CLEARWATER, Fla. -- If the Phillies’ team meeting here Saturday morning had been set to music, the anthem would have been a classic from The Clash.

Should I Stay or Should I Go?

The decision on how to proceed now that spring training has been shut down because of the coronavirus pandemic will be up to each individual. While some players have left town, a majority of the 59 Phillies players remaining in big-league camp are sticking around for “an undefined period of time,” general manager Matt Klentak said.

There aren’t any known cases of coronavirus within the Phillies organization, according to Klentak, who said he doesn’t know if any team employees have been tested.

“Right now I told guys [to do] whatever makes you comfortable,” pitcher Jake Arrieta said, pulling over his truck on his way out of Spectrum Field. “Guys should be with their families.”

Several players said they intend to wait around until Sunday, when they expect to receive further guidance from Major League Baseball and the players’ association.

Many players have their families with them in spring training. Bryce Harper, for instance, is here with his wife and 6-month-old son. They might feel safer hunkering down in Florida, and most housing arrangements are made through the end of March.

Others, however, have spouses and children at their offseason homes.

And then there’s another contingent, such as left fielder Andrew McCutchen and reliever David Robertson, who are recovering from injuries and therefore tethered more closely to the Phillies’ medical and training personnel.

“We understand every player and circumstance is different and we urged them to make decisions in their own personal best interest,” Klentak said. "Some may stay a short period of time then leave, while others may stay longer. It’s a fluid situation. We also have quite a few who have opted to return to their families, and the staff is similarly split, some staying and some leaving.

Said Robertson: “For the time being, guys are making their own decisions. Nothing is set in stone.”

In an internal memo that was sent out to all members on Friday, the Players’ Association outlined three options: stay at spring-training sites in Florida and Arizona and use team facilities for informal workouts; travel to the city in which teams are based; return to offseason homes.

At least one team, the New York Yankees, voted unanimously to remain at their training facility in Tampa. Prominent agent Scott Boras, meanwhile, told the New York Post that he believes players would be more isolated from the COVID-19 contagion by staying at training camps across Florida and Arizona.

Boras represents several Phillies players, including Harper, Rhys Hoskins, Arrieta, and pitcher Vince Velasquez.

The Phillies didn’t take a vote on how to proceed, according to multiple players. Instead, Klentak reviewed the options in greater detail in an attempt to provide “full candor and honesty.”

“People have the freedom to do whatever they want,” pitcher Zach Eflin said, adding that he hadn’t surveyed many players about their eventual plans.

The Phillies’ highest-ranking front-office officials, in addition to medical and travel personnel, are staying in Clearwater for now. The team pulled its scouts off the road Friday and sent many player-development staffers and other support personnel home.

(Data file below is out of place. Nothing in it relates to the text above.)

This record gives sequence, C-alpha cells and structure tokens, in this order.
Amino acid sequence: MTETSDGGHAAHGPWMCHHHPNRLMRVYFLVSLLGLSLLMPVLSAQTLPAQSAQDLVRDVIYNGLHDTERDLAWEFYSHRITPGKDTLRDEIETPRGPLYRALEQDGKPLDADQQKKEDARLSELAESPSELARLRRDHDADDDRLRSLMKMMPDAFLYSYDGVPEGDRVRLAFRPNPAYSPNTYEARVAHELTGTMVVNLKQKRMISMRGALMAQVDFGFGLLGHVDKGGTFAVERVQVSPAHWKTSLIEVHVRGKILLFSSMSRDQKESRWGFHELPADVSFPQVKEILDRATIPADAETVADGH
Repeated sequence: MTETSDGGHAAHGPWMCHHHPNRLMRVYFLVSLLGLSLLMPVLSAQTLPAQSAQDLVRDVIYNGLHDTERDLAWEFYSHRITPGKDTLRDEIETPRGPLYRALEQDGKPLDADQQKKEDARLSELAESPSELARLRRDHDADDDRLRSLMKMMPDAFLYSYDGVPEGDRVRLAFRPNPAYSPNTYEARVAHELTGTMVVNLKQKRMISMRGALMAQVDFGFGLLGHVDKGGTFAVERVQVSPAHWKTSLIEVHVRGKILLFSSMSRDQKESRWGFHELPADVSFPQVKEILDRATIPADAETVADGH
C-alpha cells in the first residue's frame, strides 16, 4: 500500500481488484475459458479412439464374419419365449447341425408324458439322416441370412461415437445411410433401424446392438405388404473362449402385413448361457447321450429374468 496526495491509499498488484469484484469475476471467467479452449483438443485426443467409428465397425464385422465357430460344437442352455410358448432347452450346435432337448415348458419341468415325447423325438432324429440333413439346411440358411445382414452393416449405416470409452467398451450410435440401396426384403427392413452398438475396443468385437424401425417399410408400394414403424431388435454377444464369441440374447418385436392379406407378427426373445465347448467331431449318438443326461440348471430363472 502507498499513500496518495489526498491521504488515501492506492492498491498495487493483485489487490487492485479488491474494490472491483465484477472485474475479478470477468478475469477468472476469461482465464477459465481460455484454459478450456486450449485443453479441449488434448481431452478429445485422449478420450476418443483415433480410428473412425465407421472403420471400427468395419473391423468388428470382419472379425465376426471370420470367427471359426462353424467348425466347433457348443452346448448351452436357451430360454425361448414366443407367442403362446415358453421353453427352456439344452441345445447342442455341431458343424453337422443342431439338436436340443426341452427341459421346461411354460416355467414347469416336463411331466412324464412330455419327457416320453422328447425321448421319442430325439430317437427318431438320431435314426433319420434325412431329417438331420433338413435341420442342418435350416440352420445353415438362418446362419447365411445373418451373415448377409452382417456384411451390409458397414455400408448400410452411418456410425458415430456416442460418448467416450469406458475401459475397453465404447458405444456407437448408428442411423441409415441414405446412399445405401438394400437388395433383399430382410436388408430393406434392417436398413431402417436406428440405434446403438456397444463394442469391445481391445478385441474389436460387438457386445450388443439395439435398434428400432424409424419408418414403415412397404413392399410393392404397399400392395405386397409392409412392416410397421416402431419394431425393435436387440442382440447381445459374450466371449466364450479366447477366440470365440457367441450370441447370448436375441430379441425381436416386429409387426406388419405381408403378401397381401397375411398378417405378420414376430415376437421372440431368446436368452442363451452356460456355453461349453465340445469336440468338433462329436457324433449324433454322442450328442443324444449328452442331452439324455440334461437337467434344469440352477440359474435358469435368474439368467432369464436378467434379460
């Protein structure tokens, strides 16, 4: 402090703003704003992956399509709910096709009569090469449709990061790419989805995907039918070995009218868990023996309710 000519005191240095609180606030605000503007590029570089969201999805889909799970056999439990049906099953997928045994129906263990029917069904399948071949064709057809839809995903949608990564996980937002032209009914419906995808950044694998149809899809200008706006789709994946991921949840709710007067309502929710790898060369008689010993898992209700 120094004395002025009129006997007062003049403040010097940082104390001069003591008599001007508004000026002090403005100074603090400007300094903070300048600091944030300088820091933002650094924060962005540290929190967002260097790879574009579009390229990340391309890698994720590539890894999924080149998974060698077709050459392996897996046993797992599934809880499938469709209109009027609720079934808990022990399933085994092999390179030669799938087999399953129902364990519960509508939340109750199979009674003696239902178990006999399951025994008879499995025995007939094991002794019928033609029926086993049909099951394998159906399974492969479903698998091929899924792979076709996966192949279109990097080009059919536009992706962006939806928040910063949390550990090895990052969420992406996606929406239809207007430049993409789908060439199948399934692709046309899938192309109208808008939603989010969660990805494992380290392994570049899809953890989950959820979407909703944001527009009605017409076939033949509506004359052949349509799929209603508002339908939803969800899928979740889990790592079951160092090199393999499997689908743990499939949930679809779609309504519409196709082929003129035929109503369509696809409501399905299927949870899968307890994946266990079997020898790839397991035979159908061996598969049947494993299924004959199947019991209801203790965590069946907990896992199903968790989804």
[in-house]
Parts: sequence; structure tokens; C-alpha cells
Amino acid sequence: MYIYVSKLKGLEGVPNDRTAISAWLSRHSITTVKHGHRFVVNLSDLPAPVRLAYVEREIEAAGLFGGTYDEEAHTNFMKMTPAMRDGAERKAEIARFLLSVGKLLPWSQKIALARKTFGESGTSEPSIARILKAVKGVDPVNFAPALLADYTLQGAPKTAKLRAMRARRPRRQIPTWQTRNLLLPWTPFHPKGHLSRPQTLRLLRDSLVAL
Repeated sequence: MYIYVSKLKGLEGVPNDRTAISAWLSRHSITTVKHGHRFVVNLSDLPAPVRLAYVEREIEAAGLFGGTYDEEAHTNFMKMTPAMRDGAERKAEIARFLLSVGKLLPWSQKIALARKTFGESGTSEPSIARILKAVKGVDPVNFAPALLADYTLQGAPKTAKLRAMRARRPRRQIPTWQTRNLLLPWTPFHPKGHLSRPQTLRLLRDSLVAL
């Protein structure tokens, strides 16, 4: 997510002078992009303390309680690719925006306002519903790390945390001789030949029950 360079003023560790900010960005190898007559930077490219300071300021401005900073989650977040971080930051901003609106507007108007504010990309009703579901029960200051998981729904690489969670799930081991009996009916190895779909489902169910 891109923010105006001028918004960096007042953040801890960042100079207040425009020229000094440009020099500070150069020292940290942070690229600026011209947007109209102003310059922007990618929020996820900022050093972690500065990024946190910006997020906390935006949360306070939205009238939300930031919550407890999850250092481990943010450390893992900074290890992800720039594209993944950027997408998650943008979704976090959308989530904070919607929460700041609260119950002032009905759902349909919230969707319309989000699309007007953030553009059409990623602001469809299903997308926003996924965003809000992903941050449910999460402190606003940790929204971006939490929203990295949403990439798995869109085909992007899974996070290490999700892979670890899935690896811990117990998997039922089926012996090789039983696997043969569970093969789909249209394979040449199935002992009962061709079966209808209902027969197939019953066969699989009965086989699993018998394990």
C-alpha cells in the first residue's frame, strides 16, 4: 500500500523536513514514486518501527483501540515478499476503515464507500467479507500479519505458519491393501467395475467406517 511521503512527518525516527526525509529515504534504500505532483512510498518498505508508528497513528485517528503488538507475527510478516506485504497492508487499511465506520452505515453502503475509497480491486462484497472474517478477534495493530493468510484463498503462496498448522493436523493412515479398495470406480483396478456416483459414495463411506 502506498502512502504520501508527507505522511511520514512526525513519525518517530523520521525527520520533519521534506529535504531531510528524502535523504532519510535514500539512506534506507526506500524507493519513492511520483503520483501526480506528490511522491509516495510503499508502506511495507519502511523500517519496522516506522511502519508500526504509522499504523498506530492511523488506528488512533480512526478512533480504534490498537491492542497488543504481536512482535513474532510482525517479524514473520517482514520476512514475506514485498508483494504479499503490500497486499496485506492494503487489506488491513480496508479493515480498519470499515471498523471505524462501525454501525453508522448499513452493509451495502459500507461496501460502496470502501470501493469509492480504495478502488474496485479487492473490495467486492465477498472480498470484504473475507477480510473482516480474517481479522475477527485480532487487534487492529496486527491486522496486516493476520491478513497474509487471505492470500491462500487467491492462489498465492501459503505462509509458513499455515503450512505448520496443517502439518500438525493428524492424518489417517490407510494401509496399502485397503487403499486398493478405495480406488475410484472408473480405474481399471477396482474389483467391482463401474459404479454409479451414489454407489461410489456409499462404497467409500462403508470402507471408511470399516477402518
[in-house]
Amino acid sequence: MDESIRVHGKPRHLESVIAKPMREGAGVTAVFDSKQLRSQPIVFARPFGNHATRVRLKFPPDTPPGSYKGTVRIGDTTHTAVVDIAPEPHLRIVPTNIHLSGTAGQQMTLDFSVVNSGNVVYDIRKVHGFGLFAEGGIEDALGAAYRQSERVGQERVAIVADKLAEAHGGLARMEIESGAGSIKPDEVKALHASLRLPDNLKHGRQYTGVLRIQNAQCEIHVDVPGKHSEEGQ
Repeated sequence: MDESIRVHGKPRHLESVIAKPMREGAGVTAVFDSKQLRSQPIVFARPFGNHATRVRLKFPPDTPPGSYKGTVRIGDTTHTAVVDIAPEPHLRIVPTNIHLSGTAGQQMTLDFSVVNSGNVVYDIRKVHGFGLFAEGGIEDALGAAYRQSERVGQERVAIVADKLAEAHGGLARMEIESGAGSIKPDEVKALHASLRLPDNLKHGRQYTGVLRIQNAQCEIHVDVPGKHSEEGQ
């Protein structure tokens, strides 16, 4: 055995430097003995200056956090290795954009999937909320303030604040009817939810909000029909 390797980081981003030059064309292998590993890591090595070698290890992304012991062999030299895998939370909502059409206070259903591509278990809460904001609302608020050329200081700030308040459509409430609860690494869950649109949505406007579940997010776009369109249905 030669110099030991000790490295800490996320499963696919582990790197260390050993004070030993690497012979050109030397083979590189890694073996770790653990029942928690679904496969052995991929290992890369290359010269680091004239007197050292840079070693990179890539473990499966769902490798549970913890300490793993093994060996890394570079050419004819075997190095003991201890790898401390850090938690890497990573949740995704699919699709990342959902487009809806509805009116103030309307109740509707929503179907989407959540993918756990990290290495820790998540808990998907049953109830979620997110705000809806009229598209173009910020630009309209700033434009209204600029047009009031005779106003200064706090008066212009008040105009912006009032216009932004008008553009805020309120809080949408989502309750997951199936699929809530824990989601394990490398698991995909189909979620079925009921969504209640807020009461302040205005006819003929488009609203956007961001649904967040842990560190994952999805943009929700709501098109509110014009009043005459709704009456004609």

Players who remain in Clearwater will be able to take part in what Klentak described as “a January-style camp,” in which workouts are voluntary and not overseen by the full coaching staff. Players will have access to medical and training personnel.

“Nothing is formal,” Klentak said, “but we’ll keep our doors open to those who want to be here.”

With players being allowed to leave, it seems certain that the season will be delayed by more than two weeks. That’s particularly problematic for pitchers, who are nearly three-quarters of the way to building their arm strength for the season.

Eflin, for instance, threw about 60 pitches in his most recent start and said he was targeted for approximately 75 in his next one, which had been scheduled for Friday.

Whenever baseball returns, it’s likely that a second spring training will be necessary for pitchers to get back to conditioning their arms for games. Logistical options are being discussed by MLB and the union, although it’s difficult to outline a plan until a new opening day is determined.

“The best advice we can give players is stay in general baseball shape but remain flexible," Klentak said. “Because we don’t know when we might resume.”

There is a financial component to all of this, too. Players don’t receive paychecks until the start of the regular season, which had been scheduled for March 26. (They get a per diem during spring training.) Contract language stipulates that the commissioner can suspend pay in the event of a “national emergency.” President Trump declared a national emergency Friday.

Another issue that is being discussed by MLB and the union: what to do about contract clauses that allow certain players to opt out of minor-league deals? That applies to several players in Phillies camp, including infielders Neil Walker and Logan Forsythe and reliever Francisco Liriano.

All of these topics were on the docket Saturday, when the commissioner’s office and players’ association were set to meet again.